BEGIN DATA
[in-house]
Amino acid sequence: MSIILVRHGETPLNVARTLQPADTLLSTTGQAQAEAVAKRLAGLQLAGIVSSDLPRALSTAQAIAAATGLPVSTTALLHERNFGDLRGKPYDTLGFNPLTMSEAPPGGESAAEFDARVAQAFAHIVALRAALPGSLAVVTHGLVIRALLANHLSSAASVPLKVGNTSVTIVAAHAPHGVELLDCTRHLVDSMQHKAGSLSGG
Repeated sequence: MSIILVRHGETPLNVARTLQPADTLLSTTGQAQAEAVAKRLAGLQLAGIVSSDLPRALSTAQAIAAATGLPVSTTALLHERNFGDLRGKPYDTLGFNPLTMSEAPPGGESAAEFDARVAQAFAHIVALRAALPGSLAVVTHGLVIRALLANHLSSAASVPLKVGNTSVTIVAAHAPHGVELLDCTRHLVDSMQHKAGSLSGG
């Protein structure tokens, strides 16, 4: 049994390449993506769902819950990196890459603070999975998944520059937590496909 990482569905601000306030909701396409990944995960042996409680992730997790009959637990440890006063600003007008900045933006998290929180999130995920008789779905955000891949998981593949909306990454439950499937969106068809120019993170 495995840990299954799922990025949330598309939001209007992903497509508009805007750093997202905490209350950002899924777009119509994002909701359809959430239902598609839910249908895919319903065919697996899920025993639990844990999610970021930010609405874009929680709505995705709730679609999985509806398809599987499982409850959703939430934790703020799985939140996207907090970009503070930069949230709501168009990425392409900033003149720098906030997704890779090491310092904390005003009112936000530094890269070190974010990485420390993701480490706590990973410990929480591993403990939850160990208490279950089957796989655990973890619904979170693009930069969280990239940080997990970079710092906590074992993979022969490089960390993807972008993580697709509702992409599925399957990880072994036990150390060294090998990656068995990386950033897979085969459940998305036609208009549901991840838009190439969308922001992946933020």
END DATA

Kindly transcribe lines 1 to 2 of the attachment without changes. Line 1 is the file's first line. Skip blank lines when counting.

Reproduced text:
[in-house]
Amino acid sequence: MSIILVRHGETPLNVARTLQPADTLLSTTGQAQAEAVAKRLAGLQLAGIVSSDLPRALSTAQAIAAATGLPVSTTALLHERNFGDLRGKPYDTLGFNPLTMSEAPPGGESAAEFDARVAQAFAHIVALRAALPGSLAVVTHGLVIRALLANHLSSAASVPLKVGNTSVTIVAAHAPHGVELLDCTRHLVDSMQHKAGSLSGG